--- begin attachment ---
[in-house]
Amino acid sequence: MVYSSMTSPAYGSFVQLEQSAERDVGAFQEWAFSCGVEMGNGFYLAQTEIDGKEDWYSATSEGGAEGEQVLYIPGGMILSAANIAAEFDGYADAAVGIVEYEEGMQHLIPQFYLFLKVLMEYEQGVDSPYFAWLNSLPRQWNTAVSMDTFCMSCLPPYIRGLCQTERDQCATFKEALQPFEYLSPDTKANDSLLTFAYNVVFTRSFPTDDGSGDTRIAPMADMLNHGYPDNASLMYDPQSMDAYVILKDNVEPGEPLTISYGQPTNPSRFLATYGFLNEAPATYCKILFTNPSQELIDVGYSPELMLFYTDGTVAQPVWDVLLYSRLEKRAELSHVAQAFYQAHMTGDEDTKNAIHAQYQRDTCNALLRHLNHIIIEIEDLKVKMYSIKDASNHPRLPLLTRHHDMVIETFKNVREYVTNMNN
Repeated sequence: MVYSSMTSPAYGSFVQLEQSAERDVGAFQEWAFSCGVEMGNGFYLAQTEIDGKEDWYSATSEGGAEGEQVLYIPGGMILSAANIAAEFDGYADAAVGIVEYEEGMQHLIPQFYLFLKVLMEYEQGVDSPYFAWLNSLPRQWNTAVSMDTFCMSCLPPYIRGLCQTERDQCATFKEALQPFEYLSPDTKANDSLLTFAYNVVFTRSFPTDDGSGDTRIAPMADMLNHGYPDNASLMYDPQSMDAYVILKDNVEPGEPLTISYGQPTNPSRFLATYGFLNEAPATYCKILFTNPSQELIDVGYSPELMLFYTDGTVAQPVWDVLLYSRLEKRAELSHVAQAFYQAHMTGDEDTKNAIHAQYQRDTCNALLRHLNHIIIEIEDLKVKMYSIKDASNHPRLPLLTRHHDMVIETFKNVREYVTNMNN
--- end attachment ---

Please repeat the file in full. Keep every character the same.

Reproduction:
[in-house]
Amino acid sequence: MVYSSMTSPAYGSFVQLEQSAERDVGAFQEWAFSCGVEMGNGFYLAQTEIDGKEDWYSATSEGGAEGEQVLYIPGGMILSAANIAAEFDGYADAAVGIVEYEEGMQHLIPQFYLFLKVLMEYEQGVDSPYFAWLNSLPRQWNTAVSMDTFCMSCLPPYIRGLCQTERDQCATFKEALQPFEYLSPDTKANDSLLTFAYNVVFTRSFPTDDGSGDTRIAPMADMLNHGYPDNASLMYDPQSMDAYVILKDNVEPGEPLTISYGQPTNPSRFLATYGFLNEAPATYCKILFTNPSQELIDVGYSPELMLFYTDGTVAQPVWDVLLYSRLEKRAELSHVAQAFYQAHMTGDEDTKNAIHAQYQRDTCNALLRHLNHIIIEIEDLKVKMYSIKDASNHPRLPLLTRHHDMVIETFKNVREYVTNMNN
Repeated sequence: MVYSSMTSPAYGSFVQLEQSAERDVGAFQEWAFSCGVEMGNGFYLAQTEIDGKEDWYSATSEGGAEGEQVLYIPGGMILSAANIAAEFDGYADAAVGIVEYEEGMQHLIPQFYLFLKVLMEYEQGVDSPYFAWLNSLPRQWNTAVSMDTFCMSCLPPYIRGLCQTERDQCATFKEALQPFEYLSPDTKANDSLLTFAYNVVFTRSFPTDDGSGDTRIAPMADMLNHGYPDNASLMYDPQSMDAYVILKDNVEPGEPLTISYGQPTNPSRFLATYGFLNEAPATYCKILFTNPSQELIDVGYSPELMLFYTDGTVAQPVWDVLLYSRLEKRAELSHVAQAFYQAHMTGDEDTKNAIHAQYQRDTCNALLRHLNHIIIEIEDLKVKMYSIKDASNHPRLPLLTRHHDMVIETFKNVREYVTNMNN